The Achievable Dream 5-part series - the definitive guide on DVD for planning your motorcycle adventure. Get Ready! covers planning, paperwork, medical and many other topics! "Inspirational and Awesome!" See the trailer here!
Gear Up! is a 2-DVD set, 6 hours! Which bike is right for me? How do I prepare the bike? What stuff do I need - riding gear, clothing, camping gear, first aid kit, tires, maps and GPS? What don't I need? How do I pack it all in? Lots of opinions from over 150 travellers! "This DVD will save you a fortune!"See the trailer here!
So you've done it - got inspired, planned your trip, packed your stuff and you're on the road! This section is about staying healthy, happy and secure on your motorcycle adventure. And crossing borders, war zones or oceans!
On the Road! is 5.5 hours of the tips and advice you need to cross borders, break down language barriers, overcome culture shock, ship the bike and deal with breakdowns and emergencies."Just makes me want to pack up and go!" See the trailer here!
Tire Changing!Grant demystifies the black art of Tire Changing and Repair to help you STAY on the road! "Very informative and practical." See the trailer here!
Ladies on the Loose! For the first time ever, a motorcycle travel DVD made for women, by women! These intrepid women share their tips to help you plan your own motorcycle adventure. They also answer the women-only questions, and entertain you with amazing tales from the road! Presented by Lois Pryce, veteran solo traveller through South America and Africa and author of 'Lois on the Loose', and 'Red Tape and White Knuckles.'
"It has me all fired up to go out on my own adventure!" See the trailer here!
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Horizons Unlimited presents!
Achievable Dream The definitive guide to planning your motorcycle adventure! This insanely ambitious 2-year project has produced an informative and entertaining 5-part, 18 hour DVD series. "The ultimate round the world rider's how-to DVD!" MCN UK.
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I'm planning a roadie through/around Australia for next year and want to do it on a Bonnie. Long distances and dusty roads. Any ideas as to what would be the better bike for a big lad (6"2" and 250lb+), and suggestions for upgrades to the standard 07 models of either of these bikes would be welcome.
I would think the Standard or T100 would be better if you are doing gravel roads .The Scrambler would be ok too but the high pipes might be a pain in the arse for mounting panniers.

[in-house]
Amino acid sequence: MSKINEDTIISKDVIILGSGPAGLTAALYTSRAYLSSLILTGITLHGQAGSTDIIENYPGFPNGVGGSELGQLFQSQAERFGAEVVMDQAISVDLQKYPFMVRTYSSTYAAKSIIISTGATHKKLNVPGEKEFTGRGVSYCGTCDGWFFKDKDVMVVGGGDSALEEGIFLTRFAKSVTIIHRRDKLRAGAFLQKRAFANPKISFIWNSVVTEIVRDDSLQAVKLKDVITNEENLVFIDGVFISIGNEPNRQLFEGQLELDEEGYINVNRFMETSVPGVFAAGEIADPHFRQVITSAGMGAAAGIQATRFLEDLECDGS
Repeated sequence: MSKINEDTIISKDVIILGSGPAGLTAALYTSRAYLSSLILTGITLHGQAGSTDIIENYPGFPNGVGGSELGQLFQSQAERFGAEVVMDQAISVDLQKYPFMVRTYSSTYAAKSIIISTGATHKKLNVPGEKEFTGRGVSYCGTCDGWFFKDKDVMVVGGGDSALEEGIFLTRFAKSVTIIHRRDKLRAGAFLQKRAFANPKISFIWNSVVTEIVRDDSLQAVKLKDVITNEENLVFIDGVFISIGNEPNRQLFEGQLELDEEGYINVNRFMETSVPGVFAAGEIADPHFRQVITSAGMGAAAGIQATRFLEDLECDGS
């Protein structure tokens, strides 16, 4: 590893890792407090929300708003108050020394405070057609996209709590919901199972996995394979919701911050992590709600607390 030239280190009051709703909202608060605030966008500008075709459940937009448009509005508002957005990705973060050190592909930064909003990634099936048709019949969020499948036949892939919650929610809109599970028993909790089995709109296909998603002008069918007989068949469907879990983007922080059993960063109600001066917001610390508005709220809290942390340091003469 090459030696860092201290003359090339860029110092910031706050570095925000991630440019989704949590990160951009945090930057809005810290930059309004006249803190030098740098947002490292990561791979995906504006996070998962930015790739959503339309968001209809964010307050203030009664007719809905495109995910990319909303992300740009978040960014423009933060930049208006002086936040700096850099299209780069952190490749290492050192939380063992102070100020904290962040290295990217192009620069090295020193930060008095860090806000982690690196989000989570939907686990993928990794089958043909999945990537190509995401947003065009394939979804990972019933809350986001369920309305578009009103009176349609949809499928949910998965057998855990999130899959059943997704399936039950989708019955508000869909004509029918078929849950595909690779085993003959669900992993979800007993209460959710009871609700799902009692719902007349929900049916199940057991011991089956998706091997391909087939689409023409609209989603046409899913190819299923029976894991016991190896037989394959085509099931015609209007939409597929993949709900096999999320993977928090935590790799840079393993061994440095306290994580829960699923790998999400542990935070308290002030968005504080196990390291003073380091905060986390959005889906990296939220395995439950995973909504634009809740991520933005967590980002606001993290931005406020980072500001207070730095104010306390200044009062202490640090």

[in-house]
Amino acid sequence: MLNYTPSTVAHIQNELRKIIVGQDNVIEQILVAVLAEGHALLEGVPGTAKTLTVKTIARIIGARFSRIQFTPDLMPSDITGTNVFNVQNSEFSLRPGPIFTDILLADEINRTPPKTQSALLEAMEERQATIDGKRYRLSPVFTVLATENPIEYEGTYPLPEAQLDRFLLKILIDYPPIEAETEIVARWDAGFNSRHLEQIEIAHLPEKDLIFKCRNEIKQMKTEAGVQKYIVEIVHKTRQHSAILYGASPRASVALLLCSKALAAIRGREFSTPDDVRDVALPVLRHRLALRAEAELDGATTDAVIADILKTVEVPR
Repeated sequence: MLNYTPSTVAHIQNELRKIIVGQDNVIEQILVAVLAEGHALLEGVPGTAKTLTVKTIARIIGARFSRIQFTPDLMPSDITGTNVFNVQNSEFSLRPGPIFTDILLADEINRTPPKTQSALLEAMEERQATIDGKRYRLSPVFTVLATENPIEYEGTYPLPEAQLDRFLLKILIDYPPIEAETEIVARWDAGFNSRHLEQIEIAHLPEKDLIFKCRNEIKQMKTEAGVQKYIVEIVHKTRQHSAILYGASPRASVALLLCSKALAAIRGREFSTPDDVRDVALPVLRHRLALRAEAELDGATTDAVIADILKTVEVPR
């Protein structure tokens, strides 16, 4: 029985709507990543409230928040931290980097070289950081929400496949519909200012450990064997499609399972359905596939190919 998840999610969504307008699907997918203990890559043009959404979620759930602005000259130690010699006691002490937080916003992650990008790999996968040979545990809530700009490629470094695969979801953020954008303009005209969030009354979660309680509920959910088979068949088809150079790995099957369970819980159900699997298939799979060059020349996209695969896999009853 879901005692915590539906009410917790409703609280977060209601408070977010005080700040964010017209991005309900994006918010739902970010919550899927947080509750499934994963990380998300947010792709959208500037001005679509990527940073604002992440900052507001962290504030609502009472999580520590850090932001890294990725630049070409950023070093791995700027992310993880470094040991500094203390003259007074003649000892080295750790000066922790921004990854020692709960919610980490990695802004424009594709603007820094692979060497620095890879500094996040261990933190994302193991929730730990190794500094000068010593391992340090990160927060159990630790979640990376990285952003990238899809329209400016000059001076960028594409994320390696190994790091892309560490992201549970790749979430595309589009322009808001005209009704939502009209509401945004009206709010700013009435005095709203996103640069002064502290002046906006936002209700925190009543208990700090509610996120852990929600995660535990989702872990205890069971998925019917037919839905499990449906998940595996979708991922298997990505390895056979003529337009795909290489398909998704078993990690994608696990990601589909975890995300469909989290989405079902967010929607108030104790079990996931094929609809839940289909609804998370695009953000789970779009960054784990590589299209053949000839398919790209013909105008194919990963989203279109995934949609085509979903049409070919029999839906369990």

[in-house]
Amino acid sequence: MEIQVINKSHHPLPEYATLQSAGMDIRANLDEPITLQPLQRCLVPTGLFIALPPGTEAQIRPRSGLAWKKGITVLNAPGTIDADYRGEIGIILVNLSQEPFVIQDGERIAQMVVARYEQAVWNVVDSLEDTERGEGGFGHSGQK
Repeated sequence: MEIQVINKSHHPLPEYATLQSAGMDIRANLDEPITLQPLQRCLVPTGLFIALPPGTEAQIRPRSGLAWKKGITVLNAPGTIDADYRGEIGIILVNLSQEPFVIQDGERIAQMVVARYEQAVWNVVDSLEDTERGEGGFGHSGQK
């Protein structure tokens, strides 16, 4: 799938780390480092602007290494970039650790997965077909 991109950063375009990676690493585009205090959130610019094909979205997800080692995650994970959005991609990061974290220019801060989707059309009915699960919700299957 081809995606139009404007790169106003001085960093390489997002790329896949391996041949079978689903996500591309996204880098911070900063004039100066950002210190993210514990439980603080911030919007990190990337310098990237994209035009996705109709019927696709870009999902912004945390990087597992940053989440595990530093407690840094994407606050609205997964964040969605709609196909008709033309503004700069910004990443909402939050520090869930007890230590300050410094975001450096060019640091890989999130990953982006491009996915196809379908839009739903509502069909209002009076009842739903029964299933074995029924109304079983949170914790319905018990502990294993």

Here is a link that might give you some ideas : DRF's new butt jewelery - ADVrider
Fit some dual sport type tyres and you should be good to go !
A long time back, say early sixties, the average bike was expected to meet off tarmac situations, so the tyres of the day coped. for the rear I used to use a Dunlop , It was square sectioned, with quite pronounced block treads at the corners. if you drove with lots of lean these would round off. But I think this shape tye would be usefull today. On the flat good roads, there would be lots of contact area, and off tarmac the blocked edges would give good grip,
I am not well up on tyre, probably there are 'universal types still available'. Although many things seem to have become more specialised.
Ah the good old Dunlop Universal !
Yep ,a good tyre for low powered bikes on all surfaces .
I put some Kenda tyres on my Yamaha because a friend sells them cheaply .
They perform great on gravel roads and tarmac .
I wear the rear Avon AM18 [19"] super stickys away very fast on my Norton Commando ,so I thought what the heck ,I'll try a Kenda , surprised me that it performed very well -instead of falling effortlessly into corners the bike now has to be pushed down into the corner [ I'm not a natural countersteerer] but all in all very good for a tyre 1/3 the price of an Avon and with a much longer life expectancy .
I imagine that the more expensive Annakees and Tourances would be even better so maybe they are the new Dunlop Universals ?
ps I'm glad that you didn't mention the Avon Skidmaster tyres - or was that Speedmaster ? I've several memories of sliding down the road on my arse thanks to them .
If you are planning to ride long distances over gravel/dirt roads you might want to consider a bike with suspension to suit days of nothing but corrugations. If you must do this with a roadbike then the standard Bonnie will be better than an 'America. An 'America' would be a terrible choice for rough roads, because of the 'feet forward' riding position all your weight is on your arse, unlike 'conventional' footrests which allow you 'carry' your weight with your legs. Essentially you would experience every corrugation, pothole, & washout as a jarring straight up your back. Not nice.
If Triumph is your love then a Tiger would be a far better choice.
However if you will be travelling mainly on bitumen, with only occasional forays off the black stuff, then the Bonnie will do the trick.
One further thought - I don't know the fuel range of the Bonnie, I'd expect there would be times you would need to carry extra fuel (& water). When I rode around Oz on my Thunderbird I stuck mainly to bitumen, & still had to carry extra fuel on a couple of days.
Hmmmm, come to think of it, having just re-read your post, with your size & weight a Thunderbird might suit better? More oomph & physically bigger.
Agree that the standard Bonnie will be better suited to anything less-than-perfectly tarmac-ed. As for Cuppa's point about the range of the tank, I get 170-80 miles out of my '06 Bonnie, fully loaded and ridden nice and slow on-road.
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